All you needed to know about the drought ...

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The Independent Online
What? Drought again? Surely we're one of the wettest countries in the world.

Not so. Some west-facing mountain slopes in Cumbria, are pretty damp, with more than quarter of an inch a day. But that's four times as much as the south east and East Anglia. New York, Rome, Lisbon and Paris, all get more rain in the average year than London.

Yes, but aren't there plenty of developed countries less rained on than ours which get by without water shortage after water shortage?

There are. But our water supplies are set up to handle average rainfall and the occasional dry spell. These have become more common, the last 24 months being the driest in England and Wales since records began.

Is this man-made climate change at work?

No scientist who values her or his reputation would say so, but more and more privately think it might be. Scientists cannot yet predict how the build-up of heat-trapping gases in the atmosphere will change the climate of whole continents, let alone that of small countries like the UK

Are all the hosepipe bans and other restrictions and shortages we've had since 1989 due to drought alone?

No. Overall demand for tapwater in England and Wales has risen by 30 per cent over 20 years. As people have become more affluent they want more water, for their gardens, dishwashers, car washing etc.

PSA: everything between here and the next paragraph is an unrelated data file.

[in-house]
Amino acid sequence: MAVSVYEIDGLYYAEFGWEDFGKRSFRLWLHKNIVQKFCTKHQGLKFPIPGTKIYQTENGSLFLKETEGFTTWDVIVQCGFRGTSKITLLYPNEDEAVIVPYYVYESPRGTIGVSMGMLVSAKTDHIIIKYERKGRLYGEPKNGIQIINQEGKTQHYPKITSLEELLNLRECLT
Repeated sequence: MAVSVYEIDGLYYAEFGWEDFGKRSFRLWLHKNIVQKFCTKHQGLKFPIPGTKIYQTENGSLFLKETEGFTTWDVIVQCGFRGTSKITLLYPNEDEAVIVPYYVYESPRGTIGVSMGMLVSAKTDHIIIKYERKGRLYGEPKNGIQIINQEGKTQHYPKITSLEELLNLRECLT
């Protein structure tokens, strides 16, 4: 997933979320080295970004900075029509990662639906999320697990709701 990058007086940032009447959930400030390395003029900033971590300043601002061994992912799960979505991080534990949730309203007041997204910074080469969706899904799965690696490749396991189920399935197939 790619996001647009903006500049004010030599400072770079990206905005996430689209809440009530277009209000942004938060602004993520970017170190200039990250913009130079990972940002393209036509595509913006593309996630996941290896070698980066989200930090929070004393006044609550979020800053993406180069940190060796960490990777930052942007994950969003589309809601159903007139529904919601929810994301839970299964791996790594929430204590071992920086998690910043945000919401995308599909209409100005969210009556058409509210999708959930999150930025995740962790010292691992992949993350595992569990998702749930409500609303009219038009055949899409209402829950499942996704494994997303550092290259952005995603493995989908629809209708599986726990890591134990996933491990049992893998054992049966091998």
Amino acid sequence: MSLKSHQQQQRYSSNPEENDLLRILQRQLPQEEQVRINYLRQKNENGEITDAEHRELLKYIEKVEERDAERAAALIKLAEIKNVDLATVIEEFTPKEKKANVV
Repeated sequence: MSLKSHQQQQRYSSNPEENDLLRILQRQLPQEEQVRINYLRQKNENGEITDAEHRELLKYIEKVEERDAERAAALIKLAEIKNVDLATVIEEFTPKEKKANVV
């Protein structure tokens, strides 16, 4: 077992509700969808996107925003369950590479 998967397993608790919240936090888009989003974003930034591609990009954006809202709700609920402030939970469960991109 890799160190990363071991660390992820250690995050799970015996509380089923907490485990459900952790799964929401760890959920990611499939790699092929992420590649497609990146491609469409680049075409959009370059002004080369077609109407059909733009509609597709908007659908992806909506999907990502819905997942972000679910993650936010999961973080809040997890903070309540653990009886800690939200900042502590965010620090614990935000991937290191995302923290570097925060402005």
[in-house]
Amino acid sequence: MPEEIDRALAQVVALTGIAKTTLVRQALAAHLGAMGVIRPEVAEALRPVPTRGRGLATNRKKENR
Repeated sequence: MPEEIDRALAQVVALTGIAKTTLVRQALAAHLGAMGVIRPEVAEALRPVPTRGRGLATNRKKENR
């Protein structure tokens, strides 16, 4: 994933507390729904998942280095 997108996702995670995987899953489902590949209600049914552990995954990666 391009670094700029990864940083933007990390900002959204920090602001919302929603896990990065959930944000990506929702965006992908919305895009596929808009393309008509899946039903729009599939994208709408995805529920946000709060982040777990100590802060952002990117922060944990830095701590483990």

Why not build more reservoirs, or bring the water over from the wetter parts of the country using canals and rivers and big pipelines?

It may come to that, but it will cost millions and put bills up. The water companies want to build new reservoirs but are also laying emphasis on restraining their customers' rising demand.

Couldn't it all be solved if the water company fat cats were made to end all the leakage from their mains?

No. Thames and Welsh Water lose 28 per cent, and Yorkshire and North West leak 26 per cent, according to the industry regulator Ofwat. Southern and Anglian lose only 13 per cent. Companies are being made to reduce wastage but it would be very expensive to build a system with no leaks.

Well, you seem to have plenty of answers. What's the solution?

There are no simple solutions. There is an excellent case for richer homes with gardens and outside taps to install water meters. Householders and businesses need more advice to reduce their leaks. Government should give more leadership. Every garden should have a water butt. And mow your lawn less short - it retains water better.